Is stress the root cause of your hair loss?

Stress wreaks havoc on more than just our peace of mind. A leading medical expert warns that it’s also taking its toll on our tresses, sparking a rise in hair loss and balding among both men and women. 

Hair restoration specialist Dr Kashmal Kalan, medical director at the Alvi Armani hair transplant clinic in Sandton, notes that he’s seen a substantial uptick in patients over the past few years. He attributes this surge to the growing prevalence of hair loss issues related to lifestyles, as well as changing public attitudes toward hair loss treatments and transplants. 

“Hair loss can be brought on by a variety of factors including genetics, hormonal imbalances and autoimmune disorders. That said, environmental and emotional stressors resulting from modern-day lifestyles do seem to be having an increasing impact on our hair,” he says.

“In particular, poor diets, mounting levels of work pressure and even rises in relationship conflicts, like so many people experienced during the pandemic years, can exacerbate hair loss.”

The cost of stress on our hair

Stress triggers a range of physiological responses that can directly impact the hair growth cycle. For example, stress hormones such as cortisol can cause inflammation and constrict blood flow to hair follicles, disrupting hair growth cycles, and resulting in abnormal shedding and thinning. 

Likewise, stress can lead to a condition called trichotillomania, which involves the irresistible urge to pull out one’s own hair from various parts of the body.

Then there’s alopecia areata: when the body’s immune system attacks the hair follicles. Although the exact cause of alopecia areata is not yet fully understood, both emotional stress and illness may raise a person’s risk.

Females can also experience significant hair loss postpartum, as the hormonal changes and stresses of having a new child significantly impact the hair growth cycle – leading to excessive hair shedding and hair loss.

“It also appears that sleep, stress and hair loss may be connected. Stress can result in poor sleep, and poor sleeping patterns disrupt your circadian rhythm – your body’s natural response to the day-night cycle. This in turn affects follicular stem cell activity, leading to a disruption in hair growth, and in turn worsening your stress in a vicious cycle,” Dr Kalan explains.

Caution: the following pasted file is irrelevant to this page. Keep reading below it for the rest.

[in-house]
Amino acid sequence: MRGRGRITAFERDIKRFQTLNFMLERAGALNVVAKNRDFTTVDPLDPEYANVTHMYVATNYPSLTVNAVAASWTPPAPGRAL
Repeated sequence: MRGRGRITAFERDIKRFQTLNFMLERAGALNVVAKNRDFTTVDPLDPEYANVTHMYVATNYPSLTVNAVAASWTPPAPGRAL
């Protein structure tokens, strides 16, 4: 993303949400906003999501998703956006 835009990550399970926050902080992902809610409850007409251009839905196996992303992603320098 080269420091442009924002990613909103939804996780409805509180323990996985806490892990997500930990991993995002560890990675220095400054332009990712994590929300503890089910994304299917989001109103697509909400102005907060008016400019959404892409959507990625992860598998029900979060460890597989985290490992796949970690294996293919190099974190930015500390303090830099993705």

“Fortunately, managing stress can help manage hair loss. Simple things like exercise, meditation and a balanced diet can make a big difference. And if those don’t do the trick, there are many treatments available that can help your hair get back on track.”

Hair restoration solutions

Lifestyle changes are not necessarily a silver bullet for hair loss. So, if the hair loss is more severe or permanent, Dr Kalan encourages sufferers to seek advice from a medical professional to find a long-term solution, and even consider a hair transplant procedure.

“After undergoing a consultation and understanding the true cause of your hair loss, we will first recommend either a platelet-rich plasma therapy, or Armani VITADRIP or Armani MESO treatments. This can help reduce the aggressive hair loss a person is experiencing and will promote healthier and fuller hair. We may also propose scalp micropigmentation, which creates the impression of naturally thicker hair.

“While some patients find that these hair loss treatments or other medications like finasteride and minoxidil help with symptoms, hair transplantation is the most long-term solution to gain back your hair. The good news is that modern techniques like follicular unit extraction have become more refined, offering natural-looking results with minimal downtime. This means hair transplants have become a viable option for a much wider demographic, and not just celebrities or the ultra-wealthy,” he explains.

Advancements in the field have further translated into fewer hours in the operating room, limited discomfort and faster recovery times. As a result, hair transplants are rapidly gaining popularity as more people turn to them to restore their locks, reducing the stigma around the procedure, and even seeing people openly share and celebrate their transplant journey on social media.

“A hair transplant can significantly improve a person’s quality of life by reversing the effects lifestyle stressors may have had on their hairline. In addition to restoring their hair, I’ve often seen that transplants restore people’s self-esteem and confidence. So, ultimately, there’s no reason to suffer and stress in silence if you’re experiencing hair loss – consulting a professional and getting a hair transplant is simply one of the best things you can do for yourself,” Dr Kalan concludes.

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